A star is born
by Debbie Carini
When I was a kid, I thought that just about the most amazing thing that could ever happen to you would be to be on TV.
Most of all, I wanted to be waving to my legions of fans who I imagined sitting at home in their Barcaloungers. I would employ the same laser-focused intensity with which I waved to my parents whenever they turned the home movie camera on me, capturing no sound, just a jittery enthusiasm that caused my hand to flap up and down in hyper-speed.
My kids have been on TV hundreds of times—they can bring their images to the small screen via the many iterations of technology that have existed in their lifetimes—from the bulky camcorders of the early 1990s to today’s digital recording sticks (it’s all been a boon to America’s Funniest Home Videos!).
And with the explosion of video online, even a Grumpy Cat can garner more than 6 million “likes” on Facebook.
But, in 1967, my sister and I waited for a summer vacation’s worth of days for a witch (her name escapes me now) who hosted a daily cartoon show to pick a winner from a big pile of postcards that kids had mailed in. We sent in dozens, and sat, glued-to-the-television. “You’re sitting too close,” my mother would yell at us, certain we were somehow damaging our brains.
We fervently hoped she’d choose one of ours to receive a giant treasure chest of toys—and once, we actually won, but we must have been doing something else that afternoon because we never heard her read our names aloud to the viewing public. And though we enjoyed our winnings, I deeply desired that notoriety and fame. I don’t know, maybe I thought I’d end up in the Hollywood Christmas Parade behind a float carrying Lawrence Welk and a real piano that somehow spewed champagne bubbles.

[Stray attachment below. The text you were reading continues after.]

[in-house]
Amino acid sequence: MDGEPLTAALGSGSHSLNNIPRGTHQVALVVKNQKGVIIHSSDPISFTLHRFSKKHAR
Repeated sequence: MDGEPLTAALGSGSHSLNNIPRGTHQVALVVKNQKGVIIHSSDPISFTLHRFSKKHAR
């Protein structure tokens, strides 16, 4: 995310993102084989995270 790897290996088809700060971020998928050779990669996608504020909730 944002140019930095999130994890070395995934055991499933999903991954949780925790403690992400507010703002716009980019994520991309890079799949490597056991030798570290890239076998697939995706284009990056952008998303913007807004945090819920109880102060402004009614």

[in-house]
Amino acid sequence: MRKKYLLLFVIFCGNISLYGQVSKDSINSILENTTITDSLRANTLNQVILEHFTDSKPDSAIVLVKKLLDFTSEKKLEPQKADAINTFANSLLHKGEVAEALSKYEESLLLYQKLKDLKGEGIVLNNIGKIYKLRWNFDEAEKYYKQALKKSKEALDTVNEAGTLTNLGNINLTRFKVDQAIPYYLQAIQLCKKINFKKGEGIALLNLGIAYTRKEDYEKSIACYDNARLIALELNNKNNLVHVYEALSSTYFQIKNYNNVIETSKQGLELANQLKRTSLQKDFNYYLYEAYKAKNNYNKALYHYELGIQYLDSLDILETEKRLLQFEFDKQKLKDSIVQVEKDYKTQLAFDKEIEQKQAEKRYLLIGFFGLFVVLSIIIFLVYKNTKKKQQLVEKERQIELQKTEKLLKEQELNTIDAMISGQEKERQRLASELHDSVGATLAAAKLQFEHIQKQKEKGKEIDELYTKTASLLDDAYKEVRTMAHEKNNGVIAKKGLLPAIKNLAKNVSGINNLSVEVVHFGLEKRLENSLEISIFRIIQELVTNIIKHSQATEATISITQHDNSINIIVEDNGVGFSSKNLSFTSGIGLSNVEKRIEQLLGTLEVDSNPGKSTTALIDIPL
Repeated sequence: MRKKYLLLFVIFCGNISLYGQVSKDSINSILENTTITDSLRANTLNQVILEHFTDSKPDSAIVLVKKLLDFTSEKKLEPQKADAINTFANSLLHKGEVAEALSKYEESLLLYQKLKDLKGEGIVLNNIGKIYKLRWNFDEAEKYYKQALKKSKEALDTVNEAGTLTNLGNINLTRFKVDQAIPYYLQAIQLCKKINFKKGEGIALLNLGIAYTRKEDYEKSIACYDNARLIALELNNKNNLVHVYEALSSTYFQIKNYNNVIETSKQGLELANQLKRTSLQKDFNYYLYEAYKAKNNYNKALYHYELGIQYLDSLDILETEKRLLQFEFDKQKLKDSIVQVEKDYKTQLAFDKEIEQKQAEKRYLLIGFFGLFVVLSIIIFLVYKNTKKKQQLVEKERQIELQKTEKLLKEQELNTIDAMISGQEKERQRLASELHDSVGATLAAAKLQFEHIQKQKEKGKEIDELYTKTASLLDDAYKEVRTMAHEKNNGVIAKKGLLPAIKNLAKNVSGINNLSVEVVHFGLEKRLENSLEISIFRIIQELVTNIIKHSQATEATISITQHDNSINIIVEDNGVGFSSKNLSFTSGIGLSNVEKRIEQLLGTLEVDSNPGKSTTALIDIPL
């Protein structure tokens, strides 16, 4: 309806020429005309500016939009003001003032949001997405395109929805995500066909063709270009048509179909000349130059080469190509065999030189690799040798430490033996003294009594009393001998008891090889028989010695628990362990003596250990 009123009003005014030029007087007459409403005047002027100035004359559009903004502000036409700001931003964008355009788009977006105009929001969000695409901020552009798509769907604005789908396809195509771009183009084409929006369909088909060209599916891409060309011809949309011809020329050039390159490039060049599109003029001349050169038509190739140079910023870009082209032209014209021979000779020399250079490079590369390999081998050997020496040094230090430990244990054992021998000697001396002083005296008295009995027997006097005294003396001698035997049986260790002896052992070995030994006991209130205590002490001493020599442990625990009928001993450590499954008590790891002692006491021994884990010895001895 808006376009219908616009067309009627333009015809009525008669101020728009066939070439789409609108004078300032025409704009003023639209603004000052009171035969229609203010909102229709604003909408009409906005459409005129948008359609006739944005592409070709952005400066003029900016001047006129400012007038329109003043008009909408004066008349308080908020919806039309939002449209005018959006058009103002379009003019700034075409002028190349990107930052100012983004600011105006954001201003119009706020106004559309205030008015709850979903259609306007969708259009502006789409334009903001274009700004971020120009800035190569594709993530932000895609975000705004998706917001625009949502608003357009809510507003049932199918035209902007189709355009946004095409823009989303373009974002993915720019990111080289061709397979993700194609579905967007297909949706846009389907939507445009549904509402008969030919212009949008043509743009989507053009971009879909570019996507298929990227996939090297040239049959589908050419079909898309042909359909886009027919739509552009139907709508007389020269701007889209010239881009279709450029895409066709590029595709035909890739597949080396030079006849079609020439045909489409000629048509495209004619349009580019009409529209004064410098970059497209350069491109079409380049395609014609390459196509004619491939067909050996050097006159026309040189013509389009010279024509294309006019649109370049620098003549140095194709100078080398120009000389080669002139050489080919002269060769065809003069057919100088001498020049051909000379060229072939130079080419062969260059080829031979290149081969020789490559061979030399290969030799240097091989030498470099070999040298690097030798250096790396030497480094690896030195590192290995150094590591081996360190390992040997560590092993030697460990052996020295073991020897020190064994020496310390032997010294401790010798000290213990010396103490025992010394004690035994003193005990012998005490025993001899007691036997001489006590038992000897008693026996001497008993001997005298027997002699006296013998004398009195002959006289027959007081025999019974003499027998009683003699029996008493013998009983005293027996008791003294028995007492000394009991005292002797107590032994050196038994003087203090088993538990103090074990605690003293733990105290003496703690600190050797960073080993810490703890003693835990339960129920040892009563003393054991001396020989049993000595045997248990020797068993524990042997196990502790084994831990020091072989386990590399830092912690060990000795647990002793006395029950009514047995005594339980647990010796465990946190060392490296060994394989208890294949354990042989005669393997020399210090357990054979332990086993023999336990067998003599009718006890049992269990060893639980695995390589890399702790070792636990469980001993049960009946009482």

I mention this because lately I’ve been able to enjoy a vestige of this dream, thanks to my son who hosts an hour-long program for his college radio station, KUPS at the University of Puget Sound, titled “Better Get It in Your Soul,” during which he plays an eclectic mix of jazz from John Coltrane to Chet Baker. This show is on-the-air twice-weekly in Tacoma, Washington and, for those of us who just want to kvell (derived from the Yiddish, meaning: burst with pride), there is live streaming on the radio’s website. My son has a wide-ranging audience with listeners as far away as Asia (classmate studying abroad) and two grandmothers.
A couple of days ago, he played a jazzy version of “These Are a Few of My Favorite Things,” and dedicated it to his grandmother from Boca Raton, Florida, who loves to go out dancing with her friend Marty. And she was listening! She called us afterwards to kvell about her grandson.
Last year, I was standing in the first-class aisle of a plane, waiting to get to my coach seat on a flight from Boston to Los Angeles, when one of the supremely fortunate first class passengers stopped me and said, “Aren’t you that columnist from the Claremont COURIER?” My 15 seconds of fame! My head got so big, they almost made me put it in the overhead compartment.
And that’s how I feel every time I hear my progeny proclaim, “This is Cooper Weissman and you’re listening to…”